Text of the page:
The Dark Maidens Review
Whenever you mention the word ‘light novel’ to someone their first thought is usually a fantasy isekai title, like Sword Art Online or Re:Zero. It’s not often we’re treated to books that don’t fit into that genre, but today we have a something a bit different – the murder mystery The Dark Maidens.
The story begins with a gathering of the Mary’s Academy for Girls Literature Club on a stormy night. Their president, Itsumi Shiraishi, has been murdered and the girls have come together to work out why and how their beloved friend died. To figure out the truth they’ve each written a short story about their relationship with Itsumi and the events leading up to Itsumi’s final moments. When it comes to light that the girls’ friendships weren’t all sunshine and rainbows, danger could be closer than anyone could have anticipated…
There are currently six members of the Literature Club, so throughout this light novel we’re treated to six short stories. While these stories do overlap with each other in places, they’re largely standalone tales detailing the lives of each student and why Itsumi chose to invite them to her club. Each story starts out innocently enough but by the end it’s clear that every member of this club had a grudge against Itsumi and easily could have plotted her death. The book is written in a way to keep you guessing right up until the end through the use of these stories – and I think it does this well – but I also have unquestionable issues with it.
The problem I faced is that very early on I figured out who the culprit was and this soured my experience – especially when I discovered I was right. Certain patterns in the writing surrounding the culprit were so obvious that I picked up on them immediately. I’m not entirely sure it was bad writing – in some ways the cues were a clever trick – but I’m disappointed that I saw through the mystery so early on.
I’m an undeniable fan of mystery stories and I’ve read, watched and heard many of them (especially western classics like Sherlock Holmes and Agatha Christie’s many books), so I wonder if I’m just too familiar with the quirks of the genre. This leaves me conflicted because I also wonder if the problem was me or The Dark Maidens itself. Would others see through its ploys as quickly or was I just lucky? It’s tricky to say but I lean towards the former.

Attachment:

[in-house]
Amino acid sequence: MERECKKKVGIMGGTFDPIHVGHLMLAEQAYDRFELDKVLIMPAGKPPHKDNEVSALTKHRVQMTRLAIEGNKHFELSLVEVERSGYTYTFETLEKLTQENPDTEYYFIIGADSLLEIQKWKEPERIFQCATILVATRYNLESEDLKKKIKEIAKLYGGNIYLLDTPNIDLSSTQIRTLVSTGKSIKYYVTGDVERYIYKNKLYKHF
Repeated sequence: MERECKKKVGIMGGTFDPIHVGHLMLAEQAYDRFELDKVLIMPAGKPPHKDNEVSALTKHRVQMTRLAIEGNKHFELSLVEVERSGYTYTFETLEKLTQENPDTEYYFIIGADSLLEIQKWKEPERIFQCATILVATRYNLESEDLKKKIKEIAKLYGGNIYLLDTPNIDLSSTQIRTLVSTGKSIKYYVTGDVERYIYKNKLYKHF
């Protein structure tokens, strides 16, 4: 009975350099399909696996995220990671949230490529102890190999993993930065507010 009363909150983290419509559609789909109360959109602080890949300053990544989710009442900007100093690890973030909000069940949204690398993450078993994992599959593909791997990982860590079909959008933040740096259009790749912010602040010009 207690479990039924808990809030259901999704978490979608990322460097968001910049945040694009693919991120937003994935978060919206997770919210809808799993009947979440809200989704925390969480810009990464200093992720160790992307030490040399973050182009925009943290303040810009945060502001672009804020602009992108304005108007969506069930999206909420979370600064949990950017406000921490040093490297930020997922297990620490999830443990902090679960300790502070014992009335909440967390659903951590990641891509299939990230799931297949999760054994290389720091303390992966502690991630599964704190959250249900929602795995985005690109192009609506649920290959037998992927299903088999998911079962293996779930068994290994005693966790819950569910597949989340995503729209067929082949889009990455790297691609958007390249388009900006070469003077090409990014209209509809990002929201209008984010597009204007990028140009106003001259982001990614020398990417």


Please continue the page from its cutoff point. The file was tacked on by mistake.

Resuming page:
Beyond that one fatal issue, The Dark Maidens is otherwise very well written. The characters do fall into typical archetypes (the scholarship student who feels she doesn’t belong, the foreign exchange student, the perfect one, etc.) but underneath the generic personalities they’re actually very twisted and ruthless, which brings a spark to them. Even despite guessing the culprit earlier on, I really did enjoy reading the characters’ stories as it was fun to see how the club came to be and how twisted all of these girls really are.
This book is written by Rikako Akiyoshi, who is an award-winning author in Japan and has several works to her name – although I believe this is the first to be translated into English. The Dark Maidens is certainly well written, and I think Akiyoshi has done well to capture an all-girls school and the thoughts and feelings students like these tend to have (albeit dramatically overblown to appeal to light novel readers, of course). Being one of the only murder mystery light novels available right now also gives it an advantage as there are little to none other Rashomon-style stories to compare it to. It’s clear that Akiyoshi’s a talented writer when considering that the story remains gripping despite knowing the truth, and I think that would usually be difficult to pull off.
The Dark Maidens has been released in English thanks to Vertical Comics and has been translated by Kristi Fernandez, who has done a great job. I especially liked the placement of translation notes at the bottom of a page to clarify some of the Japanese terms scattered throughout the book. This light novel also included illustrations by BOOOTA which depict happier scenes in the story. I feel this was a missed opportunity because there were some sequences they could have illustrated which would strike fear into the heart of the readers (especially given the cover art gives off a creepy vibe). The illustrations were certainly not bad though, they’re just weren’t what I’d have expected from a book like this.
Overall I remain conflicted about how to recommend The Dark Maidens. I think that hardened mystery fans like myself might see through its tricks too quickly but there’s something to be said for the fact that the story does draw you in. If you don’t cotton on to its endgame then there’s definitely a compelling story of betrayal and mystery here for fans of the genre. The Dark Maiden’s also notable for being one of few mystery light novels on the market in English, so perhaps it’s worth a look purely because of that.